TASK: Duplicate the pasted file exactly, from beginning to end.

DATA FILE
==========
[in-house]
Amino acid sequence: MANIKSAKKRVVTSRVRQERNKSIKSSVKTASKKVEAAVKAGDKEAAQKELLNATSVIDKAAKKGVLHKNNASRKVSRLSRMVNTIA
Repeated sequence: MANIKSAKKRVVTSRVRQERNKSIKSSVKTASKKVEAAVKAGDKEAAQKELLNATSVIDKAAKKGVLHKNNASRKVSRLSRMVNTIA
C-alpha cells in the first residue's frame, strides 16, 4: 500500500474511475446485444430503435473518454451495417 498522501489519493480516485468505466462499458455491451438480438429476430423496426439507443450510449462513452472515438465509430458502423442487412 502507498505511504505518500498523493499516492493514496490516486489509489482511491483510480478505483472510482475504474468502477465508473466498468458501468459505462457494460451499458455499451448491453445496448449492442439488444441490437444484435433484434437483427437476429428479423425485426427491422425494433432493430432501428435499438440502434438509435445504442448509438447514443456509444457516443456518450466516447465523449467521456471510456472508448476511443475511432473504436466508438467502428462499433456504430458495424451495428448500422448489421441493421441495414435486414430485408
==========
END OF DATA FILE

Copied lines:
[in-house]
Amino acid sequence: MANIKSAKKRVVTSRVRQERNKSIKSSVKTASKKVEAAVKAGDKEAAQKELLNATSVIDKAAKKGVLHKNNASRKVSRLSRMVNTIA
Repeated sequence: MANIKSAKKRVVTSRVRQERNKSIKSSVKTASKKVEAAVKAGDKEAAQKELLNATSVIDKAAKKGVLHKNNASRKVSRLSRMVNTIA
C-alpha cells in the first residue's frame, strides 16, 4: 500500500474511475446485444430503435473518454451495417 498522501489519493480516485468505466462499458455491451438480438429476430423496426439507443450510449462513452472515438465509430458502423442487412 502507498505511504505518500498523493499516492493514496490516486489509489482511491483510480478505483472510482475504474468502477465508473466498468458501468459505462457494460451499458455499451448491453445496448449492442439488444441490437444484435433484434437483427437476429428479423425485426427491422425494433432493430432501428435499438440502434438509435445504442448509438447514443456509444457516443456518450466516447465523449467521456471510456472508448476511443475511432473504436466508438467502428462499433456504430458495424451495428448500422448489421441493421441495414435486414430485408